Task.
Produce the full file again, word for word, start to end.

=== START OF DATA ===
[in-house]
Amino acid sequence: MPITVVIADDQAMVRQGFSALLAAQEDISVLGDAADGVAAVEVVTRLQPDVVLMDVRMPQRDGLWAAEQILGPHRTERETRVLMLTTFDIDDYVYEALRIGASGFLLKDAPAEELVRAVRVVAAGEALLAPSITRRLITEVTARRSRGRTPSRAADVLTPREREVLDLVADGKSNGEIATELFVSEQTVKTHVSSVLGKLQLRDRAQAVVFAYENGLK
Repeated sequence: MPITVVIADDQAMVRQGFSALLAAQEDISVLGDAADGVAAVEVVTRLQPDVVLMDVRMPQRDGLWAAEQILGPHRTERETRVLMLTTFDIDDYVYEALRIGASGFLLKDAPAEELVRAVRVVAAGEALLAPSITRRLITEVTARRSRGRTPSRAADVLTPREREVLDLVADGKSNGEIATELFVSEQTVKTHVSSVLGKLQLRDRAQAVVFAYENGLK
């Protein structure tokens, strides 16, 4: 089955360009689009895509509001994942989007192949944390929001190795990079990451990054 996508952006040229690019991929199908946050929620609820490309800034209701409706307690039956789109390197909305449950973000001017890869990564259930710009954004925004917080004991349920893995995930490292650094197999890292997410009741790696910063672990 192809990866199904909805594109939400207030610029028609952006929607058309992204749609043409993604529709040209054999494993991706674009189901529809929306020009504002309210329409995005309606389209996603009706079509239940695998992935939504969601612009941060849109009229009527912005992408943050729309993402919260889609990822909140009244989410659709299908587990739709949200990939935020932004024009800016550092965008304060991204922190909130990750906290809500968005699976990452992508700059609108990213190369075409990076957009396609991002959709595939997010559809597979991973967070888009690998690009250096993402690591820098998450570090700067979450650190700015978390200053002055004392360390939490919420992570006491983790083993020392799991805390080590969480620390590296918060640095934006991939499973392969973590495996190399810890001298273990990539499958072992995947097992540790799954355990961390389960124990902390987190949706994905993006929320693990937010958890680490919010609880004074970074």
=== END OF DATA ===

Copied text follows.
[in-house]
Amino acid sequence: MPITVVIADDQAMVRQGFSALLAAQEDISVLGDAADGVAAVEVVTRLQPDVVLMDVRMPQRDGLWAAEQILGPHRTERETRVLMLTTFDIDDYVYEALRIGASGFLLKDAPAEELVRAVRVVAAGEALLAPSITRRLITEVTARRSRGRTPSRAADVLTPREREVLDLVADGKSNGEIATELFVSEQTVKTHVSSVLGKLQLRDRAQAVVFAYENGLK
Repeated sequence: MPITVVIADDQAMVRQGFSALLAAQEDISVLGDAADGVAAVEVVTRLQPDVVLMDVRMPQRDGLWAAEQILGPHRTERETRVLMLTTFDIDDYVYEALRIGASGFLLKDAPAEELVRAVRVVAAGEALLAPSITRRLITEVTARRSRGRTPSRAADVLTPREREVLDLVADGKSNGEIATELFVSEQTVKTHVSSVLGKLQLRDRAQAVVFAYENGLK
């Protein structure tokens, strides 16, 4: 089955360009689009895509509001994942989007192949944390929001190795990079990451990054 996508952006040229690019991929199908946050929620609820490309800034209701409706307690039956789109390197909305449950973000001017890869990564259930710009954004925004917080004991349920893995995930490292650094197999890292997410009741790696910063672990 192809990866199904909805594109939400207030610029028609952006929607058309992204749609043409993604529709040209054999494993991706674009189901529809929306020009504002309210329409995005309606389209996603009706079509239940695998992935939504969601612009941060849109009229009527912005992408943050729309993402919260889609990822909140009244989410659709299908587990739709949200990939935020932004024009800016550092965008304060991204922190909130990750906290809500968005699976990452992508700059609108990213190369075409990076957009396609991002959709595939997010559809597979991973967070888009690998690009250096993402690591820098998450570090700067979450650190700015978390200053002055004392360390939490919420992570006491983790083993020392799991805390080590969480620390590296918060640095934006991939499973392969973590495996190399810890001298273990990539499958072992995947097992540790799954355990961390389960124990902390987190949706994905993006929320693990937010958890680490919010609880004074970074």